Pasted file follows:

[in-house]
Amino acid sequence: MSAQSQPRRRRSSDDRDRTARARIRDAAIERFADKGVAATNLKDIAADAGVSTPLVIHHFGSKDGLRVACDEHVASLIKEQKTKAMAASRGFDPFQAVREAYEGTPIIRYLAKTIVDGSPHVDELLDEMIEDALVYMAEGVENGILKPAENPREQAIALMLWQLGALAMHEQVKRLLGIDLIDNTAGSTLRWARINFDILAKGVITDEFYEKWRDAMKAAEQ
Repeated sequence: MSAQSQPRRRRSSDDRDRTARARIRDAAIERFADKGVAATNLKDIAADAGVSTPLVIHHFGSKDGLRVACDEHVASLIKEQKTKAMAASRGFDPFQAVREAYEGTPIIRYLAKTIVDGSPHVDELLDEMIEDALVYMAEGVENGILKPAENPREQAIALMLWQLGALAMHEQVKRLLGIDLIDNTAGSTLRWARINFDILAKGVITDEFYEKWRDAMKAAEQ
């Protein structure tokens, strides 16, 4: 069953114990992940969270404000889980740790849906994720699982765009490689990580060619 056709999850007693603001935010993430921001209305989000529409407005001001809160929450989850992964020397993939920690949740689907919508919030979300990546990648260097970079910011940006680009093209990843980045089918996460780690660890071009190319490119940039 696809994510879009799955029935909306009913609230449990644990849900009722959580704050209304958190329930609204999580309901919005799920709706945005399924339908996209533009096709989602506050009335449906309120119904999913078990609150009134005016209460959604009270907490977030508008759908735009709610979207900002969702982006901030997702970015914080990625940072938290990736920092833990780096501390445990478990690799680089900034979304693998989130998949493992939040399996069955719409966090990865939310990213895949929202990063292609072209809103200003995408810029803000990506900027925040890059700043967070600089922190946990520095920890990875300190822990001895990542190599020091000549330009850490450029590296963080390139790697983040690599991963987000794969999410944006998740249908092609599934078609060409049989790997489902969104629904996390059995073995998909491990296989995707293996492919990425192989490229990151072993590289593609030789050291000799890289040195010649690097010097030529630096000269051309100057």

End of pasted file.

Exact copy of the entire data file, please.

[in-house]
Amino acid sequence: MSAQSQPRRRRSSDDRDRTARARIRDAAIERFADKGVAATNLKDIAADAGVSTPLVIHHFGSKDGLRVACDEHVASLIKEQKTKAMAASRGFDPFQAVREAYEGTPIIRYLAKTIVDGSPHVDELLDEMIEDALVYMAEGVENGILKPAENPREQAIALMLWQLGALAMHEQVKRLLGIDLIDNTAGSTLRWARINFDILAKGVITDEFYEKWRDAMKAAEQ
Repeated sequence: MSAQSQPRRRRSSDDRDRTARARIRDAAIERFADKGVAATNLKDIAADAGVSTPLVIHHFGSKDGLRVACDEHVASLIKEQKTKAMAASRGFDPFQAVREAYEGTPIIRYLAKTIVDGSPHVDELLDEMIEDALVYMAEGVENGILKPAENPREQAIALMLWQLGALAMHEQVKRLLGIDLIDNTAGSTLRWARINFDILAKGVITDEFYEKWRDAMKAAEQ
């Protein structure tokens, strides 16, 4: 069953114990992940969270404000889980740790849906994720699982765009490689990580060619 056709999850007693603001935010993430921001209305989000529409407005001001809160929450989850992964020397993939920690949740689907919508919030979300990546990648260097970079910011940006680009093209990843980045089918996460780690660890071009190319490119940039 696809994510879009799955029935909306009913609230449990644990849900009722959580704050209304958190329930609204999580309901919005799920709706945005399924339908996209533009096709989602506050009335449906309120119904999913078990609150009134005016209460959604009270907490977030508008759908735009709610979207900002969702982006901030997702970015914080990625940072938290990736920092833990780096501390445990478990690799680089900034979304693998989130998949493992939040399996069955719409966090990865939310990213895949929202990063292609072209809103200003995408810029803000990506900027925040890059700043967070600089922190946990520095920890990875300190822990001895990542190599020091000549330009850490450029590296963080390139790697983040690599991963987000794969999410944006998740249908092609599934078609060409049989790997489902969104629904996390059995073995998909491990296989995707293996492919990425192989490229990151072993590289593609030789050291000799890289040195010649690097010097030529630096000269051309100057």